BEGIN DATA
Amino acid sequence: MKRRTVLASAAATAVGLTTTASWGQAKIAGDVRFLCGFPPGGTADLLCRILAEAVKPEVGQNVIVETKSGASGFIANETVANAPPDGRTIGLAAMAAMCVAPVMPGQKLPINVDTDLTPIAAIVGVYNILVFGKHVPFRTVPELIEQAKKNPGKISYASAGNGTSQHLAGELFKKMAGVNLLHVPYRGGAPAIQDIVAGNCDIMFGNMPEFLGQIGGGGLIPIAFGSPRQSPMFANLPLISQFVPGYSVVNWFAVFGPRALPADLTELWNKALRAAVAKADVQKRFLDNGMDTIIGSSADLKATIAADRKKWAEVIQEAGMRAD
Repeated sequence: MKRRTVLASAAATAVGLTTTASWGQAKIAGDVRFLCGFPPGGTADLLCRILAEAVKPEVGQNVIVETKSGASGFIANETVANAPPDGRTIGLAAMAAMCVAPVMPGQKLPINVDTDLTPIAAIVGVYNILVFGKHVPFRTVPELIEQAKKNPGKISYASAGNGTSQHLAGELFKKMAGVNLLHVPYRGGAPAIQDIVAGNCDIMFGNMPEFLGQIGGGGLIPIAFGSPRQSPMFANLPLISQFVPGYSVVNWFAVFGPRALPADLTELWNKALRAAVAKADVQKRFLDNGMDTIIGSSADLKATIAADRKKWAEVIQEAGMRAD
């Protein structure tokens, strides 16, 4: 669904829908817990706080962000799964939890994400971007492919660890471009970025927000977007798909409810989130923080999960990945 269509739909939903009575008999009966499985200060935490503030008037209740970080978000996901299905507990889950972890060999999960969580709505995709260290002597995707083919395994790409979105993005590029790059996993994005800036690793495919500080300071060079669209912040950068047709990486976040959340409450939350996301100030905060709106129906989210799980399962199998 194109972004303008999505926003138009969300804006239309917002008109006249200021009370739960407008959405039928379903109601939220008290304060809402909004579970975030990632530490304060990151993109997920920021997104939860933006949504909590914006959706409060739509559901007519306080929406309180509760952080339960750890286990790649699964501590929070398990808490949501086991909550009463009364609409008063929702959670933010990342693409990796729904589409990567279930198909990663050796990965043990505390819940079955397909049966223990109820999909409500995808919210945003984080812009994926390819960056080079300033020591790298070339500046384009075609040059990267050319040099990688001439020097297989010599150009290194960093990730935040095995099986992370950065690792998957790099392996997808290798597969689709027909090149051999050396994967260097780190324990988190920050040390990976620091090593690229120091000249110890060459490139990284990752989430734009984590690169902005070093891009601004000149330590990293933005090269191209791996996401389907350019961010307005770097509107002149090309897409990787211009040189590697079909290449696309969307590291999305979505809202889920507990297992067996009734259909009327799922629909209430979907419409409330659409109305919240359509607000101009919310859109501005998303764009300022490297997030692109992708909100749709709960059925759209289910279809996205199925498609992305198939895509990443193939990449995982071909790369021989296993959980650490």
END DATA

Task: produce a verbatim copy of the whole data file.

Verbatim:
Amino acid sequence: MKRRTVLASAAATAVGLTTTASWGQAKIAGDVRFLCGFPPGGTADLLCRILAEAVKPEVGQNVIVETKSGASGFIANETVANAPPDGRTIGLAAMAAMCVAPVMPGQKLPINVDTDLTPIAAIVGVYNILVFGKHVPFRTVPELIEQAKKNPGKISYASAGNGTSQHLAGELFKKMAGVNLLHVPYRGGAPAIQDIVAGNCDIMFGNMPEFLGQIGGGGLIPIAFGSPRQSPMFANLPLISQFVPGYSVVNWFAVFGPRALPADLTELWNKALRAAVAKADVQKRFLDNGMDTIIGSSADLKATIAADRKKWAEVIQEAGMRAD
Repeated sequence: MKRRTVLASAAATAVGLTTTASWGQAKIAGDVRFLCGFPPGGTADLLCRILAEAVKPEVGQNVIVETKSGASGFIANETVANAPPDGRTIGLAAMAAMCVAPVMPGQKLPINVDTDLTPIAAIVGVYNILVFGKHVPFRTVPELIEQAKKNPGKISYASAGNGTSQHLAGELFKKMAGVNLLHVPYRGGAPAIQDIVAGNCDIMFGNMPEFLGQIGGGGLIPIAFGSPRQSPMFANLPLISQFVPGYSVVNWFAVFGPRALPADLTELWNKALRAAVAKADVQKRFLDNGMDTIIGSSADLKATIAADRKKWAEVIQEAGMRAD
């Protein structure tokens, strides 16, 4: 669904829908817990706080962000799964939890994400971007492919660890471009970025927000977007798909409810989130923080999960990945 269509739909939903009575008999009966499985200060935490503030008037209740970080978000996901299905507990889950972890060999999960969580709505995709260290002597995707083919395994790409979105993005590029790059996993994005800036690793495919500080300071060079669209912040950068047709990486976040959340409450939350996301100030905060709106129906989210799980399962199998 194109972004303008999505926003138009969300804006239309917002008109006249200021009370739960407008959405039928379903109601939220008290304060809402909004579970975030990632530490304060990151993109997920920021997104939860933006949504909590914006959706409060739509559901007519306080929406309180509760952080339960750890286990790649699964501590929070398990808490949501086991909550009463009364609409008063929702959670933010990342693409990796729904589409990567279930198909990663050796990965043990505390819940079955397909049966223990109820999909409500995808919210945003984080812009994926390819960056080079300033020591790298070339500046384009075609040059990267050319040099990688001439020097297989010599150009290194960093990730935040095995099986992370950065690792998957790099392996997808290798597969689709027909090149051999050396994967260097780190324990988190920050040390990976620091090593690229120091000249110890060459490139990284990752989430734009984590690169902005070093891009601004000149330590990293933005090269191209791996996401389907350019961010307005770097509107002149090309897409990787211009040189590697079909290449696309969307590291999305979505809202889920507990297992067996009734259909009327799922629909209430979907419409409330659409109305919240359509607000101009919310859109501005998303764009300022490297997030692109992708909100749709709960059925759209289910279809996205199925498609992305198939895509990443193939990449995982071909790369021989296993959980650490």